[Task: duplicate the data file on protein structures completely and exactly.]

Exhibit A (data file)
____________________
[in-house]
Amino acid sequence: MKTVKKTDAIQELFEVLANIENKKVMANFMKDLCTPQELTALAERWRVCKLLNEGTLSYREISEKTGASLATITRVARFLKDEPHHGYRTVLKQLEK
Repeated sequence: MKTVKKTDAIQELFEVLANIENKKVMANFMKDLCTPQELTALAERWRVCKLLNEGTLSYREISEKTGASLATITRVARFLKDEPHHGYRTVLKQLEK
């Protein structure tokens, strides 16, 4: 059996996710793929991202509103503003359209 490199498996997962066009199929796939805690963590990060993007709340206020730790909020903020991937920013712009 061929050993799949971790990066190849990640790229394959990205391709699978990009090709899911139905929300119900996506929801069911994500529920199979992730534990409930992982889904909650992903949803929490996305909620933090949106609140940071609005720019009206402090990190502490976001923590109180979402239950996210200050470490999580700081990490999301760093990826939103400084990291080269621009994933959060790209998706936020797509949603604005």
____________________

[in-house]
Amino acid sequence: MKTVKKTDAIQELFEVLANIENKKVMANFMKDLCTPQELTALAERWRVCKLLNEGTLSYREISEKTGASLATITRVARFLKDEPHHGYRTVLKQLEK
Repeated sequence: MKTVKKTDAIQELFEVLANIENKKVMANFMKDLCTPQELTALAERWRVCKLLNEGTLSYREISEKTGASLATITRVARFLKDEPHHGYRTVLKQLEK
């Protein structure tokens, strides 16, 4: 059996996710793929991202509103503003359209 490199498996997962066009199929796939805690963590990060993007709340206020730790909020903020991937920013712009 061929050993799949971790990066190849990640790229394959990205391709699978990009090709899911139905929300119900996506929801069911994500529920199979992730534990409930992982889904909650992903949803929490996305909620933090949106609140940071609005720019009206402090990190502490976001923590109180979402239950996210200050470490999580700081990490999301760093990826939103400084990291080269621009994933959060790209998706936020797509949603604005």